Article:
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Vampire Lincoln Vs the Texas School Board

vampire_lincoln00HISTORY MATTERS

Extreme history is here. A new literary mash-up is at the top oc the New York Times bestseller list. It features President Abraham Lincoln hunting vampire’s during the Civil War. At the same time, the "real" story of America is being decided by a small collection of conservative educators. Does history stand a chance? (Continued below)

 

Axing American History

Abraham Lincoln is wild-eyed as he grabs an ax from over the fireplace in his White House office. The old rail-splitter makes a mighty swing, but the intruder seems to have superhuman speed and dodges the flying blade. He tosses the six-foot-five-inch president across the room like a ragdoll, then leaps toward him, sharp teeth exposed. But with amazing dexterity, Lincoln flings his mighty ax, embedding it deep in the chest of his attacker, a man who looks not unlike John Wilkes Booth.

"I’ve been a slave to vampires for 30 years," the president hisses, and as he brings the weapon down for one final decapitating blow, the video cuts to black – and the ads come up.

READ ALSO: Lincoln assassin engaged to Seacoast NH woman

This is the dramatic video promotion for the new "true-history" book Abraham Lincoln: Vampire Hunter by Seth Grahame-Smith. That’s right. I said "video". History publishers are finally catching on to the YouTube generation who don’t want to buy the book until after they’ve seen the movie. The two-minute video clip is shot in black and white, except for the red blood, and can be seen in the book section of Amazon.com. There is also a Vampire-Lincoln app for your iPhone and a video game version. The new vampire book inspired one pundit to announce "Now history really sucks."

Historians probably should be horrified by all this. The founding director of the Abraham Lincoln Presidential Library has called the book "the bastardization of the Lincoln story". This historian, however, is highly amused. Documenting human history is a serious task and scholars need to scrutinize the past with vigor, depth and integrity. But history professors also need to get a life. Vampire Lincoln is a romp, not a threat.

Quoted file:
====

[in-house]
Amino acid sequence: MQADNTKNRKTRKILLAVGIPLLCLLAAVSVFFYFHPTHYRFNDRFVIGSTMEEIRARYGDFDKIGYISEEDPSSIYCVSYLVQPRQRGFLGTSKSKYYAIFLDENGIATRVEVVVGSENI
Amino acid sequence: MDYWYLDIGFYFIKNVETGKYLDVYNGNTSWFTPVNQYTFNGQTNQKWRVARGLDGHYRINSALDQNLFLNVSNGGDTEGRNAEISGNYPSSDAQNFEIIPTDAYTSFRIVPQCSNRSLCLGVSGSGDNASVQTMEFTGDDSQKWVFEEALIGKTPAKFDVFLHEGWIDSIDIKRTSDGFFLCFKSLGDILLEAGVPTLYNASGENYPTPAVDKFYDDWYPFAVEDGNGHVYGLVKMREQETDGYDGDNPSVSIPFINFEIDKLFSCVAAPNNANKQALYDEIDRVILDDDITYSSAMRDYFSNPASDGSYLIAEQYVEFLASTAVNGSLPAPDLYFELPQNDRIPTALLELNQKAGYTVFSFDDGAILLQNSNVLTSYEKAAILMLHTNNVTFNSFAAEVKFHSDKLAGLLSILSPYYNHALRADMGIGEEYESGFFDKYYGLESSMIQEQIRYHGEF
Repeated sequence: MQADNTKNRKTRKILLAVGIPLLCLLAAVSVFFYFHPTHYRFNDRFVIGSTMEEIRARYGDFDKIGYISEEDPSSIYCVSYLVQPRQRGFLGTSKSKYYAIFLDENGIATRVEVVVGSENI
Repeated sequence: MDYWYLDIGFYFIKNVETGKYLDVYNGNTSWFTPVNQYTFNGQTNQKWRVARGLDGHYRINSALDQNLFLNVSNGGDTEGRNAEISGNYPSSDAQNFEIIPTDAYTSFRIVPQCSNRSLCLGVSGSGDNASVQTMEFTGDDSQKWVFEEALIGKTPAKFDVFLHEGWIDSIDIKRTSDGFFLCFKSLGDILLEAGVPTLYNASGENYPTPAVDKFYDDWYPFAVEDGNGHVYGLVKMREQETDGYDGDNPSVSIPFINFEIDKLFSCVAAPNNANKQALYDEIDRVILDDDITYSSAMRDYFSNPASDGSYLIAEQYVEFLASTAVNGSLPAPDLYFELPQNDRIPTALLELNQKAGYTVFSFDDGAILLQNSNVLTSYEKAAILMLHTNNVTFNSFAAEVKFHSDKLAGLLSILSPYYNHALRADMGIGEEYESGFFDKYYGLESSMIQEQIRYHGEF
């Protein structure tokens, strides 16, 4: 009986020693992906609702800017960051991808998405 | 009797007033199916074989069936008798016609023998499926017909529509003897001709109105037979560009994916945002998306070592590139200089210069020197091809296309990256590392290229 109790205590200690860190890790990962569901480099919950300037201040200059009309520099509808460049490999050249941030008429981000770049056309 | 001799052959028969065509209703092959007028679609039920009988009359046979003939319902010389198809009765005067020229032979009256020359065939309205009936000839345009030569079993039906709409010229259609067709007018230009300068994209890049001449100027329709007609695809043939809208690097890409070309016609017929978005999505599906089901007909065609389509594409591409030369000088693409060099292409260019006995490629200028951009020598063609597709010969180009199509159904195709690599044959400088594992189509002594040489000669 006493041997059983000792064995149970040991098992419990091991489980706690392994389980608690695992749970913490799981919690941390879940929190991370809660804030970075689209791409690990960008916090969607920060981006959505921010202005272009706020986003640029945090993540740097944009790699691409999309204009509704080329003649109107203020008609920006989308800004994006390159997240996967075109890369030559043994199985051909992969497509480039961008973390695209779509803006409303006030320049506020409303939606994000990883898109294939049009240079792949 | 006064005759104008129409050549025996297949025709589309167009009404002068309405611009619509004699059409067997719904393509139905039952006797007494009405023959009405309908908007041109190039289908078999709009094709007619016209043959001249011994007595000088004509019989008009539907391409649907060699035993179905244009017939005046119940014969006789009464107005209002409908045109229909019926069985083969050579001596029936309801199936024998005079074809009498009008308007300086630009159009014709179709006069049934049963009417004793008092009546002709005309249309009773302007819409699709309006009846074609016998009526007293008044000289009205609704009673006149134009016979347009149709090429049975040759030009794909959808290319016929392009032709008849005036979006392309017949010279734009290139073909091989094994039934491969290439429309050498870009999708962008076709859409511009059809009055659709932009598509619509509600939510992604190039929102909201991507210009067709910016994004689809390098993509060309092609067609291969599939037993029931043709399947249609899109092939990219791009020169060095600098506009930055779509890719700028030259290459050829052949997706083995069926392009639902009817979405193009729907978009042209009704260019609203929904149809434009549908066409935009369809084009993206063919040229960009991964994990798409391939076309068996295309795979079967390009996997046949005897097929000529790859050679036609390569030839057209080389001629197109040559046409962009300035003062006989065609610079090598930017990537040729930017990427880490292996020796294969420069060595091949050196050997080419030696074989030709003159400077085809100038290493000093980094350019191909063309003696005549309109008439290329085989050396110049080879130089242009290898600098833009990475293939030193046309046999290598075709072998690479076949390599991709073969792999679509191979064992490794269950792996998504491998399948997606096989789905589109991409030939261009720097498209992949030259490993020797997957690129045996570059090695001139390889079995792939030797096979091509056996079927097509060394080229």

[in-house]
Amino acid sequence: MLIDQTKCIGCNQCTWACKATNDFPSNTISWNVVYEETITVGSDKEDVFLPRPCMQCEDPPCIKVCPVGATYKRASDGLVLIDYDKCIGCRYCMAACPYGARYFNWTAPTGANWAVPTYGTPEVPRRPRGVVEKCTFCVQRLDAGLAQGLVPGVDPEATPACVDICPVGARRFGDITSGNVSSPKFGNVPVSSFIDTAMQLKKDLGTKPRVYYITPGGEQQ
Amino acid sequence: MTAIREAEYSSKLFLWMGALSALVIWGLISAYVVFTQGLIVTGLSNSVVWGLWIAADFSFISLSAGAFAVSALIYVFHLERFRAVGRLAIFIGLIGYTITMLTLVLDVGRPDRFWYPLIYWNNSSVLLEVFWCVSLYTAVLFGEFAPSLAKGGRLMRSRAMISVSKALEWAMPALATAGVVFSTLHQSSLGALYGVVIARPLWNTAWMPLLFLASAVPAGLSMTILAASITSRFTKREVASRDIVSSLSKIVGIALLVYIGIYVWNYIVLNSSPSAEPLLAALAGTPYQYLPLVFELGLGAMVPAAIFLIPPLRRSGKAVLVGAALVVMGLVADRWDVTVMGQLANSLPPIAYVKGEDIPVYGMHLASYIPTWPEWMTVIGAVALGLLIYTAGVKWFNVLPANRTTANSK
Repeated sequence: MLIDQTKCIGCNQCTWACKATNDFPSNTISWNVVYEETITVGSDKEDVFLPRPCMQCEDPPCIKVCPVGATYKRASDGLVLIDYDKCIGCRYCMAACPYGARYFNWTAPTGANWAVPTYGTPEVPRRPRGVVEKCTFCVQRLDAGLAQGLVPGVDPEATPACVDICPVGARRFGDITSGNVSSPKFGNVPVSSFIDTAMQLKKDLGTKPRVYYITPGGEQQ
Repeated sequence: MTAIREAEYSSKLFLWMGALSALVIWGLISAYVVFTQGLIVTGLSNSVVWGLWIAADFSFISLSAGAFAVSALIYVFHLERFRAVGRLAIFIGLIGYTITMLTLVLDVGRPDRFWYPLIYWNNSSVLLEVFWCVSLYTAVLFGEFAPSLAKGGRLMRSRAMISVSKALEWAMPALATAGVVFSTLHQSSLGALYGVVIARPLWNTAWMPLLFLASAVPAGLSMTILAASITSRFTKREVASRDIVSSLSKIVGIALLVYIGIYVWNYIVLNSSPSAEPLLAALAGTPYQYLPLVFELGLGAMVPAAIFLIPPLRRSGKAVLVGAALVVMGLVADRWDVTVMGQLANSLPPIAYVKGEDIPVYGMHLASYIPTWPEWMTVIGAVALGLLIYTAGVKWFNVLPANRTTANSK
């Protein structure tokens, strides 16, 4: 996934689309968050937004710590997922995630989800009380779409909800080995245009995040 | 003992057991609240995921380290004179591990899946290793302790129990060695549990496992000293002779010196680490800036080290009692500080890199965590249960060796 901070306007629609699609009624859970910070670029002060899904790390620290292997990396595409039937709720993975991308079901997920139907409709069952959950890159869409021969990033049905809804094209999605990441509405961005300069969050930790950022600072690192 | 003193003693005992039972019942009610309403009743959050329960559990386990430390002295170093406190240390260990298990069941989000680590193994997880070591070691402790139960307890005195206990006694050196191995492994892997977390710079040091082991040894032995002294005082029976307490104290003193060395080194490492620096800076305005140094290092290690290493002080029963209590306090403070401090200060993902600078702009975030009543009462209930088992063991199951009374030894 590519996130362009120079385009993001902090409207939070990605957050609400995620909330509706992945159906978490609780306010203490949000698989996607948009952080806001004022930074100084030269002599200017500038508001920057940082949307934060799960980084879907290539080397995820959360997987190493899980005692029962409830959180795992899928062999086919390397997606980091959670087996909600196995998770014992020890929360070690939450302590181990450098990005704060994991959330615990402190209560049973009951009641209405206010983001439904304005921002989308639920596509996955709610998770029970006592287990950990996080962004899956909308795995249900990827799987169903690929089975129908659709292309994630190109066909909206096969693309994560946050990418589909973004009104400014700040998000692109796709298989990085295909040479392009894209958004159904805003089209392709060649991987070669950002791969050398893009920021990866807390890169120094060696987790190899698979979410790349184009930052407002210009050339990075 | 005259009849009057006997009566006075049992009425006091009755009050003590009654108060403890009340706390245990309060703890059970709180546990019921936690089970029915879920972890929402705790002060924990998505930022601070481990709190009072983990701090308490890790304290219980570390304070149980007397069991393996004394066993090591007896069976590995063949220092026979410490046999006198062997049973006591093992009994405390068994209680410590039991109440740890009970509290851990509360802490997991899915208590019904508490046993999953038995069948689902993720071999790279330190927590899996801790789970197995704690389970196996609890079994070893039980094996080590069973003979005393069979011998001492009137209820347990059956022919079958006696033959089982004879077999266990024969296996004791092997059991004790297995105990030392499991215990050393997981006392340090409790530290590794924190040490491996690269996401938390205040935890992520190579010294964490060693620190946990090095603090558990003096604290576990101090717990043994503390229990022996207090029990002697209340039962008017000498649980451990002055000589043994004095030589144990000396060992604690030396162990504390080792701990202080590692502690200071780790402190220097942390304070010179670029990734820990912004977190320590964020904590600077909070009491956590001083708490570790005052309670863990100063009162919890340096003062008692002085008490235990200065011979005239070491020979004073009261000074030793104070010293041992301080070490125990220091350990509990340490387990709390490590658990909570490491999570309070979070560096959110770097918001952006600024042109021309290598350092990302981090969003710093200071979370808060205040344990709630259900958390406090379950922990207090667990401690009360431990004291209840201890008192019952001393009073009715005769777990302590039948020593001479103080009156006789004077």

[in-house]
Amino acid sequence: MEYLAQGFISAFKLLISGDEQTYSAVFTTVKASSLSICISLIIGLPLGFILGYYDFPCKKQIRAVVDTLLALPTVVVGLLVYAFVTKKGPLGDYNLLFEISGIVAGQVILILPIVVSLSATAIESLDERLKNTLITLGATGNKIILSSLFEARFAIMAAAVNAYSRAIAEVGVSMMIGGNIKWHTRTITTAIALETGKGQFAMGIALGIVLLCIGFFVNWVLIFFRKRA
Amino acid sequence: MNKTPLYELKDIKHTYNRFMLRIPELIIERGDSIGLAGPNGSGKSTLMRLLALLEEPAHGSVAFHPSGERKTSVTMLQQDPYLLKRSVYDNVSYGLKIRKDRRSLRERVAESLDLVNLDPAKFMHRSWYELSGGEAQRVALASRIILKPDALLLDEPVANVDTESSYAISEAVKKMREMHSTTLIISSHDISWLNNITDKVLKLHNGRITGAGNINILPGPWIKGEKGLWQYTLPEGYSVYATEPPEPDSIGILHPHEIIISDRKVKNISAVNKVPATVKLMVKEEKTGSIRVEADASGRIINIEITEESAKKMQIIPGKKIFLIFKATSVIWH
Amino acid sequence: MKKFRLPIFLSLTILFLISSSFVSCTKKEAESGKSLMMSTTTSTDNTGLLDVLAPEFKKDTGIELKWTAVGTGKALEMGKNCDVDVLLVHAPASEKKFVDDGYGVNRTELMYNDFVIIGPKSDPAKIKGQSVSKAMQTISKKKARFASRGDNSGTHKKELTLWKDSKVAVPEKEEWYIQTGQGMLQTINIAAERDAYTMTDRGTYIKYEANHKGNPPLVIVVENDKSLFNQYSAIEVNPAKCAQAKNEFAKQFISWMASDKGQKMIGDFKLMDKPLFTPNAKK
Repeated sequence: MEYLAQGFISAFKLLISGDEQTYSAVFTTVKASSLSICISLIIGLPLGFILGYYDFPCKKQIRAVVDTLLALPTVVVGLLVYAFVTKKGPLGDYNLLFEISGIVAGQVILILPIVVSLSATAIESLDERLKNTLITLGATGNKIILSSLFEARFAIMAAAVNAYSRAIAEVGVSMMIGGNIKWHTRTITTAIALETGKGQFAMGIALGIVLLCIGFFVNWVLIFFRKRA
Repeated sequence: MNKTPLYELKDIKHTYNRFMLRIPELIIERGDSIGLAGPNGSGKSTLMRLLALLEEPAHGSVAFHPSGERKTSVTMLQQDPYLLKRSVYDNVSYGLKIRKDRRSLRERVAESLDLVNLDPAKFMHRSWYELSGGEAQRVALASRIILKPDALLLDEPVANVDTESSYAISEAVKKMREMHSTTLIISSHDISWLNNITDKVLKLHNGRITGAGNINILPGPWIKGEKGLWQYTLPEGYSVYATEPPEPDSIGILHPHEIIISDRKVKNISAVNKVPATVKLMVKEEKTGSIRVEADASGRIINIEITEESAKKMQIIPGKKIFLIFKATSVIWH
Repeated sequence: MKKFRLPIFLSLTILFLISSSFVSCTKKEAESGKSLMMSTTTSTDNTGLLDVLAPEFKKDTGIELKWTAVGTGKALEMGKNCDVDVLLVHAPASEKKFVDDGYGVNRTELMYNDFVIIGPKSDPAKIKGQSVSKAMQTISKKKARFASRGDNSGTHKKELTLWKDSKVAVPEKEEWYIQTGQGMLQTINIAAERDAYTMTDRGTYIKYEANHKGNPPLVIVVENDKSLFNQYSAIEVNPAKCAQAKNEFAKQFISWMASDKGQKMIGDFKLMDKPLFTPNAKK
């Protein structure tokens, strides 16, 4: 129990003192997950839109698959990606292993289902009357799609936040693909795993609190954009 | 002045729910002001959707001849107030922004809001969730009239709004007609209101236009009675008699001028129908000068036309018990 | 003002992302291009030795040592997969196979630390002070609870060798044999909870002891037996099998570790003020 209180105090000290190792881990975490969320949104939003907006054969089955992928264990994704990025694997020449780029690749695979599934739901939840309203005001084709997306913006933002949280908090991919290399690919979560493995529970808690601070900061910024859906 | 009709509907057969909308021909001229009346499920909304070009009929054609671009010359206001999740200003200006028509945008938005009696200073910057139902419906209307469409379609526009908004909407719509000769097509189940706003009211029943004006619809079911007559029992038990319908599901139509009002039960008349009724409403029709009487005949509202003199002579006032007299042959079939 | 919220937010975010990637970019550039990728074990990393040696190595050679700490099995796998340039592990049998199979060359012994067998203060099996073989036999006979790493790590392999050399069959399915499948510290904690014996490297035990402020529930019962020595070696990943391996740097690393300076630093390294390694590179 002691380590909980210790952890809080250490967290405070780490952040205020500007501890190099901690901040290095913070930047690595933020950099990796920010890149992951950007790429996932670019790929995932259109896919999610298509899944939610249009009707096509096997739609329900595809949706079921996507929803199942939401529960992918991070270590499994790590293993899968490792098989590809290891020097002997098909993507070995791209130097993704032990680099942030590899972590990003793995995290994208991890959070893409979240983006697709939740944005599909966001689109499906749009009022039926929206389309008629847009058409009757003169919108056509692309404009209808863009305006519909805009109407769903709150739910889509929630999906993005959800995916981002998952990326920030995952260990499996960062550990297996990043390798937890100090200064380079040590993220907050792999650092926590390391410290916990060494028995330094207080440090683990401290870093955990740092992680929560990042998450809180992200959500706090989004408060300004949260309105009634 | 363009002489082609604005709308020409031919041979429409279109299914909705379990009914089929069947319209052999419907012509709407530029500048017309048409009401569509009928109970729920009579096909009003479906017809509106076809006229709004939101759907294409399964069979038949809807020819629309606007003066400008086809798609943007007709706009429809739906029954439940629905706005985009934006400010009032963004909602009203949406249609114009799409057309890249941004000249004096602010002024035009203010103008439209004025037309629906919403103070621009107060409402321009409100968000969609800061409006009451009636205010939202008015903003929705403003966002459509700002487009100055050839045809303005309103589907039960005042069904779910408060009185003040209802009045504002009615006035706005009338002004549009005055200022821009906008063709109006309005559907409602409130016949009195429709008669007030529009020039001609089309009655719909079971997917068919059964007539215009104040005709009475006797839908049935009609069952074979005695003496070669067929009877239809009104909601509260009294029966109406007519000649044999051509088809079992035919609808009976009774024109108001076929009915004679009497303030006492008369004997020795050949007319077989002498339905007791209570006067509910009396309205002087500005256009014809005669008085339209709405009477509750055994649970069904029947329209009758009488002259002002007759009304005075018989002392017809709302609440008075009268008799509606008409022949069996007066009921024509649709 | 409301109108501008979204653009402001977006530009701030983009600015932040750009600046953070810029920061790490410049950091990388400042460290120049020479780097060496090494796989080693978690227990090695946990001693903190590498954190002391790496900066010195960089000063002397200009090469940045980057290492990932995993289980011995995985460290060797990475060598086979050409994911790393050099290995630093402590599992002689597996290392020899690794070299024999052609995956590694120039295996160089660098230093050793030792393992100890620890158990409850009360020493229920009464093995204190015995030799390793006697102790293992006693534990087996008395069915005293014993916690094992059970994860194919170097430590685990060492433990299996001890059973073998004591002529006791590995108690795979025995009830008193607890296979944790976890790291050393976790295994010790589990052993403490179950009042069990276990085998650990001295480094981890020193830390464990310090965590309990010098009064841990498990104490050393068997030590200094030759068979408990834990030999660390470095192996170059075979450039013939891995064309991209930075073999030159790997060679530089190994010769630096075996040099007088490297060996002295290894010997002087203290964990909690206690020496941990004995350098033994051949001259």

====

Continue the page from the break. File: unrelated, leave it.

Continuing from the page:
Who defines America?

Generally, we have done a pretty poor job of teaching our kids about the United States. I rarely meet anyone from England or Canada or Asia who doesn’t know more about world history – including our own -- than the average American. School curricula too often focus on dates and names, teaching for the test, and missing the big picture. Despite some excellent and inspiring instructors, many schools continue to "cover" the details and patriotic lessons of the past, rather than "uncovering" what really happened and what that means to us today.

Worse than that, our official textbooks often get the facts wrong, avoid alternative explanations, exhibit "history amnesia", or are hopelessly out of step with the times. Author James W. Loewan has been arguing this point for years in updated editions of his popular book Lies My Teacher Told Me: Everything Your American History Textbook Got Wrong.

History, we know, is written by the victors. American history is also written by committee, especially the Texas school board that heavily determines what millions of students will study. The Texas book buy is so huge and influential that their impact on textbook publishers is felt across the country. What they call history becomes history.

Progressive educators say the standards currently being revised this month are short on diversity and white-wash mistakes that our country has made in the past. Conservatives argue that they are returning to the "facts" of America’s founding as a Christian nation and to the superiority of our free enterprise system. The Texas educators say they are merely emphasizing America’s "exceptionalism" when compared to other countries. In other words, our history is special and theirs is not. From what I’ve seen of the controversial new Texas standards, we might be better off with the vampire version.

CONTINUE WITH EXTREME HISTORY article

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Tuesday, October 17, 2017 
 
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